Had a decent outing using fathead minnows on the automatic fishermen and jigging blade baits, gulp, and cast masters. Also tried my luck trolling for a bit, was a tad bit windy but was able to find a few spots to fish out of the wind. It's finally time for open water! Have fun, good luck, and tight lines!
Summerfest Grounds, Lake Michigan, Milwaukee County
|@ the lake|
Below 40° F
36° - 40° F
jcc... alewife numbers are way up compared to what they were 5 years ago...
There were excellent perch hatches in 2015-2016. I caught over 300 perch last summer.All between 4-8". I wonder if it's because alewife numbers are down?
I've wondered that as well. From what I've seen recently the alewives are very much under control but the new issue is the gobies - which both Browns and Lakers eat, as well as smallmouth. It seems to me that the better course of action would be to increase stocking of trout and either maintain or reduce salmon plants.
If the problem is that the forage is in dire shape, why would you stock more of the fish that feeds much more than a brown? If I remember correctly, it takes 2 1/2 browns to eat as much as 1 Chinook. It seems like they are more worried about keeping the Charter boats in business than they are about helping to correct the forage base.
JMO and I am sure that I will get blasted for it.
Yes, Lake Michigan is a world class fishery for trout and salmon. But the forage base is at a critical low point (disappearance of alewives, smelt, perch, bloater chubs). In order to ensure that all the large predator species populations don't collapse due to starvation, Michigan and Wisconsin determined that they had to cut back on stocking of some species. The fish managers are not making a big mistake...they are being proactive so there still is a world class fishery for some species.
All of the DNR Stocking information is available on their "Fisheries Stocking Database" run through USGS. The data isn't usually the most up to date but it will give you all the info from 2017 at least. The stocking of browns has been reduced a lot (mainly due to the charter captains wanting so many more Coho/Kings... in my mind). Just my two cents though! All of the WDNR data is public so don't be afraid to email the local biologist they are usually more then receptive to assisting the public!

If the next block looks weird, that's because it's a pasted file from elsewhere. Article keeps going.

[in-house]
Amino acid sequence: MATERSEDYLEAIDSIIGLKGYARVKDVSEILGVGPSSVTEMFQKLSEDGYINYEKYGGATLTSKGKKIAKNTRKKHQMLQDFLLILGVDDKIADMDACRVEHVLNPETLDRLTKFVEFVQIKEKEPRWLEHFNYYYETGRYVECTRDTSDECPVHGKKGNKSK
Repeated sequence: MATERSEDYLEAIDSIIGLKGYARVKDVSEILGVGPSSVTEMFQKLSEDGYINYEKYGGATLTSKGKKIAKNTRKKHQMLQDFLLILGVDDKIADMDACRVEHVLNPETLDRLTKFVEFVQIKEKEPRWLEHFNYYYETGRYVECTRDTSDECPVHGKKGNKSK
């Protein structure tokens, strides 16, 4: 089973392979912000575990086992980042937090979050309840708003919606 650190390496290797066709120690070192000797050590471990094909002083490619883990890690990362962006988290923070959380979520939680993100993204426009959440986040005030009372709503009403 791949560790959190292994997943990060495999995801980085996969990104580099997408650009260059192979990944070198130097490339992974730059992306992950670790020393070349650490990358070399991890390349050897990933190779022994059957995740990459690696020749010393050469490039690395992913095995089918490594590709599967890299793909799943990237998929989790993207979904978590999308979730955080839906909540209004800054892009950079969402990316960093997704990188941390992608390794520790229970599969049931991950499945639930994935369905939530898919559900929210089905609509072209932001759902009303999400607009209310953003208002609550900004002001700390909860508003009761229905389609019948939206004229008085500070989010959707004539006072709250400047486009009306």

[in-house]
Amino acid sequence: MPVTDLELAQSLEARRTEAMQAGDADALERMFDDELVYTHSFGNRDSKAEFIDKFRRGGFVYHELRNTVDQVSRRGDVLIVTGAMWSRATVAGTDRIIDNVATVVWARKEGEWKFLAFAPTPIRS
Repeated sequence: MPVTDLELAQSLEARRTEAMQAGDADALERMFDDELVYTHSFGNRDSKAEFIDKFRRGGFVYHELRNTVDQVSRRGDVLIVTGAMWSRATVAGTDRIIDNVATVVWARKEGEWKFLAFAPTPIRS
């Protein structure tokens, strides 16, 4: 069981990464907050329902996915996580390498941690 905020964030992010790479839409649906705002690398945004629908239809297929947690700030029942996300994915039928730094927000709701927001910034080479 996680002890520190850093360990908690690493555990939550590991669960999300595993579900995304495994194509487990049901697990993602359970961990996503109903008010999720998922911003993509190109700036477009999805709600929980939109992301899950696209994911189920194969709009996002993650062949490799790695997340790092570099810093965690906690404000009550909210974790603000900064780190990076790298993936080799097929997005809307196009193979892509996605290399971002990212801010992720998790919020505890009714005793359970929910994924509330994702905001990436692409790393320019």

Does anybody know what trout the DNR stocks now?Just don't see many small browns, rainbows,or Brook trout like years ago.
Brown trout are held longer in the facilities to raise them. Longer hold times means more food and man hours, which means more $. There is really no difference in rearing costs between domestic and the seeforellen strain. Steelhead cost a bit more to raise as they are held for almost a full year, but they are caught and harvested a lot more than browns are (so the $ amount per fish harvest is higher for browns). Then you gotta slightly talk about the lack of winter creel for the DNR which is another story but lack of funding doesnt allow them to do it at the moment, if you would go to one of the meetings it normally comes up from Haataja almost every time.
As far as the fishing goes, I almost never catch browns from shore during the summer months anyways (maybe 2 or 3 a summer in most of my 20+ years of fishing out here). So there really is no difference. I dont target them but I can say for a fact the Milwaukee Harbor is loaded with seeforellen browns during the middle of summer (if you wanna find a few for Salmon-a-rama that's the place to look). The seeforellen strain doesnt spawn until about late November but big pushes come into the harbors by about mid to late October. They still contribute greatly to the spring fishery as well. So you're looking at over half the year with opportunities to catch these brown trout nonetheless.
Overall, I'm not really for or against the cut to the domestic strain. I see the reasoning for it all (had to cut salmon or ?). If in the future they decided to increase brown trout stocking I personally hope it's in the seeforellen strain numbers and not the domestic strain. I think the odds are just better for them to survive in the conditions of this big lake.
Spawn on a #6 or #8 circle hook a foot off bottom. Sometimes they come in at shallower depths but a few dozen hours of watching the vex says the majority are cruising near the bottom this season. I'd start there. Change spawn frequently, every hour or so even if it looks fine. Gives you a better chance. Most importantly, bring a few friends with licenses so you can drop 9 or more lines. 3 to 6 rods will get you 1-2 bites a day on average.